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Anterior cerebral circulation


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Anterior cerebral circulation with applied anatomy

Published in: Health & Medicine

Anterior cerebral circulation

  1. 1. ANTERIOR CEREBRAL CIRCULATION Dr.Mohammed Sadiq Azam Postgraduate, Prof.Siraj’s unit, M:I Deccan College of Medical Sciences
  5. 5. ANTERIOR CIRCULATION• Internal Carotid Artery - main artery• Terminates into : • Anterior cerebral artery • Middle cerebral artery• Forms the crux of the anterior circulation.
  7. 7. MIDDLE CEREBRAL ARTERY (MCA)• Supplies most of the temporal lobe, anterolateral frontal lobe, and parietal lobe.• Perforating branches supply the posterior limb of the internal capsule, part of the head and body of the caudate and globus pallidus.• Unilateral occlusion of Middle Cerebral Arteries at the stem (proximal M1 segment) results in: • Contralateral hemiplegia affecting face, arm, and leg (lesser). • Homonymous hemianopia - Ipsilateral head/eye deviation. • If on left: global aphasia.• Usually occlusion is embolic in nature - thrombotic occlusion more common in carotids.
  8. 8. MCA – (M 1) Horizontal segment• Branch: Lateral lenticulostriate a• Unilateral occlusion of Proximal M1 Segment results in deficits in: • MOTOR Contralateral Hemiplegia (face and arm, lower extremity less affected. • SENSORY Homonoymous Hemianopia + Deviation of head/eyes toward the side of the lesion. • LANGUAGE LEFT lesions: Global aphasia. RIGHT lesions: Anosognosia.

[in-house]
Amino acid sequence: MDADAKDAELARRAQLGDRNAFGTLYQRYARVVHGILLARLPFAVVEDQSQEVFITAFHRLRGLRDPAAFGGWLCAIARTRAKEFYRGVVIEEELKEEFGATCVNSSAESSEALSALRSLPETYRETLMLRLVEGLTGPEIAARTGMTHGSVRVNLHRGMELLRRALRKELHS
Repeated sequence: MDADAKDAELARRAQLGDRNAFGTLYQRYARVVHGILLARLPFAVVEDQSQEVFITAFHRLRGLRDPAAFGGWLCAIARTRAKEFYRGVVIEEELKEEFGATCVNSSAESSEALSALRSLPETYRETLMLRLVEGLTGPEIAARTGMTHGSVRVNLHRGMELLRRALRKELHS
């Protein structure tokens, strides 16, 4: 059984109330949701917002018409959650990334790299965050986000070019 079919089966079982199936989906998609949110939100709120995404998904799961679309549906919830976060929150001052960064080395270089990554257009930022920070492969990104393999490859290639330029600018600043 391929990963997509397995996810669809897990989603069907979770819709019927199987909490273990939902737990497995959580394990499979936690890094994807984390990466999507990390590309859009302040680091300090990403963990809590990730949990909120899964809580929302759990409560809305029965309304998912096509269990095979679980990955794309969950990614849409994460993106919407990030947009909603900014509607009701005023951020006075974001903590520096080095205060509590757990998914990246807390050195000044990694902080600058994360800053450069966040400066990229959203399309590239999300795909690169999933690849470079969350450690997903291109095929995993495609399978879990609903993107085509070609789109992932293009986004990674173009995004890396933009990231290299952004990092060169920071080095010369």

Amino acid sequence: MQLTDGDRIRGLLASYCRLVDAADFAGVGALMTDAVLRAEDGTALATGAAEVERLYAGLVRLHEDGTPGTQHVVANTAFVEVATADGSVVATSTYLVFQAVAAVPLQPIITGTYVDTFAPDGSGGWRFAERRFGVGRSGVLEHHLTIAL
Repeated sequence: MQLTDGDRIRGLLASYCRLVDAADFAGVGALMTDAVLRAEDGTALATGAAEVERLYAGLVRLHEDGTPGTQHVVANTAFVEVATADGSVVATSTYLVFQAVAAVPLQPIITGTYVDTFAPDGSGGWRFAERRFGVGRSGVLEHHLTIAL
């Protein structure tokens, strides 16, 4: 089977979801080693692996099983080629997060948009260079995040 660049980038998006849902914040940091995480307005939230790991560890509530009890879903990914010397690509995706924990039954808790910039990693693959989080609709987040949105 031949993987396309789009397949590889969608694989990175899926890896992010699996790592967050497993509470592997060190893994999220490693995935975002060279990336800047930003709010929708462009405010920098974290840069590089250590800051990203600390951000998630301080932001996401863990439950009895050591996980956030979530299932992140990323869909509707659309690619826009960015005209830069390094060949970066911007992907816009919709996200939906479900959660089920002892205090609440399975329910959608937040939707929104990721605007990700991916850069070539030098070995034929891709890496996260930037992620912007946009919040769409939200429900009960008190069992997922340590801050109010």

9. 9. MCA – (M 1) Lateral lenticulostriate art.• Branch of M1 Segment of MCA.• Supplies basal ganglia structures:• Part of head and body of caudate, globus pallidus, putamen, and the posterior limb of the internal capsule.Effect of lesion:• Damage to the internal capsule resulting in contralateral hemiparesis and sensory deficit.• Speech may be affected (medial temporal lobe) as well as visual function (Meyers loop: optic radiations affected).
  10. 10. MCA – (M 2) Sylvian segment
  11. 11. MCA – (M 2) Sylvian segment• Divides into superior and inferior divisions: can be a site for an embolus to lodge.• Branches supply: Temporal Lobe and Insular Cortex (sensory language area of Wernicke) Parietal Lobe (Sensory cortical areas) Inferolateral frontal lobe
  12. 12. MCA – (M 2) Sylvian segment• Superior Division Infarction: "Brachiofacial paralysis" Sensorimotor deficit involving face and arm, leg to a lesser extent. Foot is spared. Ipsilateral deviation of head/eyes. With Left lesion may have initial global aphasia -> motor aphasia. No impairment of alertness.• Inferior Division Infarction: Rarer than Superior Division Infarctions. Superior quadrantanopia / homonymous hemianopia. LEFT lesion: Wernicke aphasia (deficit in comprehension of spoken/written language) RIGHT lesion: Left-sided visual neglect.
  13. 13. MCA – (M 3) Cortical segment• Distal branches of MCA course laterally to insular cortex and loop around operculum - "Candelabra" effect seen on lateral angiograms.• Embolization of individual cortical branches can produce highly circumscribed infarctions accompanied by specific neurologic deficits.